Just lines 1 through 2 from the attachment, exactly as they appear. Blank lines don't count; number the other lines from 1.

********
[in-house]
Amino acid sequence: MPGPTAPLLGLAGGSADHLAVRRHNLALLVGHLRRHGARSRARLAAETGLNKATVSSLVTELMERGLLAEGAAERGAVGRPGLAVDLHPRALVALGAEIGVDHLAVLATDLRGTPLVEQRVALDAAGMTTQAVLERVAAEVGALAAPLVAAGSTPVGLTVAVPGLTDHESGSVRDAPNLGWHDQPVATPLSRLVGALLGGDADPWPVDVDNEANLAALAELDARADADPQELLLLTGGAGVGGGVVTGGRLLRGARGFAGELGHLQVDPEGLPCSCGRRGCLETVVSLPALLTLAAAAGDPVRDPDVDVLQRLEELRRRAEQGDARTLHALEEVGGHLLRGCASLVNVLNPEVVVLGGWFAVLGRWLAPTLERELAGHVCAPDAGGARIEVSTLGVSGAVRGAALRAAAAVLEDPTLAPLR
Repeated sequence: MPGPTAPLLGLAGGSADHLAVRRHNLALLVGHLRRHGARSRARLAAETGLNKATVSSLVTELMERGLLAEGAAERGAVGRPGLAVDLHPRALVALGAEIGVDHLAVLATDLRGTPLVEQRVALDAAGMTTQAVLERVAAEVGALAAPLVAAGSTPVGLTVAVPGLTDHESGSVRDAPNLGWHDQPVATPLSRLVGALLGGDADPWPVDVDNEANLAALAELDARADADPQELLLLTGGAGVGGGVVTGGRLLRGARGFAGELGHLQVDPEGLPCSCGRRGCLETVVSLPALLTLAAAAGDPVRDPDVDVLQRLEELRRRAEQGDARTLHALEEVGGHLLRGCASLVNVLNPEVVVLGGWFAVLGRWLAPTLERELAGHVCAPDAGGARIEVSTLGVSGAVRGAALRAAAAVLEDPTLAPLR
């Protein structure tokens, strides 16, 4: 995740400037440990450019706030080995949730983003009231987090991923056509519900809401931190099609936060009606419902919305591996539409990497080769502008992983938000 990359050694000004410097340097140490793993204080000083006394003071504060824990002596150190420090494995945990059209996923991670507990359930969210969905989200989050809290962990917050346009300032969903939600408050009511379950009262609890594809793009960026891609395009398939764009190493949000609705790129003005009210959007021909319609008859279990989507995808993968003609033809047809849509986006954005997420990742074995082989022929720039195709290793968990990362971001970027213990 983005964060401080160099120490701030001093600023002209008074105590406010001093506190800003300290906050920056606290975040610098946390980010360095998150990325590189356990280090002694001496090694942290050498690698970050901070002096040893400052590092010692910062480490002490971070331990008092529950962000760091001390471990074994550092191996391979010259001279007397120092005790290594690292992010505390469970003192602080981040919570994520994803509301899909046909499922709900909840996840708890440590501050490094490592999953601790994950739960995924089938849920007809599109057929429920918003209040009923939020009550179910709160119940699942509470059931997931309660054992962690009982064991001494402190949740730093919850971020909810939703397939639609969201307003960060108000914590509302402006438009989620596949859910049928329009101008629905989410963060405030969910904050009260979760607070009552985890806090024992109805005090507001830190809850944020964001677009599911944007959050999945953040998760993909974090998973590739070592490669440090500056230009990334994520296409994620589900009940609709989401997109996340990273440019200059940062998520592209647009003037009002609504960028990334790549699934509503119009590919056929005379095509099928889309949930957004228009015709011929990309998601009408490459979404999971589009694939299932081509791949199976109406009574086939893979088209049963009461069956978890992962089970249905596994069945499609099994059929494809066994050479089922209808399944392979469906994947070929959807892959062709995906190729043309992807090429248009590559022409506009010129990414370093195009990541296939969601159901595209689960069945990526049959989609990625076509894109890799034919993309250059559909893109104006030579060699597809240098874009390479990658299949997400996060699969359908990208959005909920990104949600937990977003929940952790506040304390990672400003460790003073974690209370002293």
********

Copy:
[in-house]
Amino acid sequence: MPGPTAPLLGLAGGSADHLAVRRHNLALLVGHLRRHGARSRARLAAETGLNKATVSSLVTELMERGLLAEGAAERGAVGRPGLAVDLHPRALVALGAEIGVDHLAVLATDLRGTPLVEQRVALDAAGMTTQAVLERVAAEVGALAAPLVAAGSTPVGLTVAVPGLTDHESGSVRDAPNLGWHDQPVATPLSRLVGALLGGDADPWPVDVDNEANLAALAELDARADADPQELLLLTGGAGVGGGVVTGGRLLRGARGFAGELGHLQVDPEGLPCSCGRRGCLETVVSLPALLTLAAAAGDPVRDPDVDVLQRLEELRRRAEQGDARTLHALEEVGGHLLRGCASLVNVLNPEVVVLGGWFAVLGRWLAPTLERELAGHVCAPDAGGARIEVSTLGVSGAVRGAALRAAAAVLEDPTLAPLR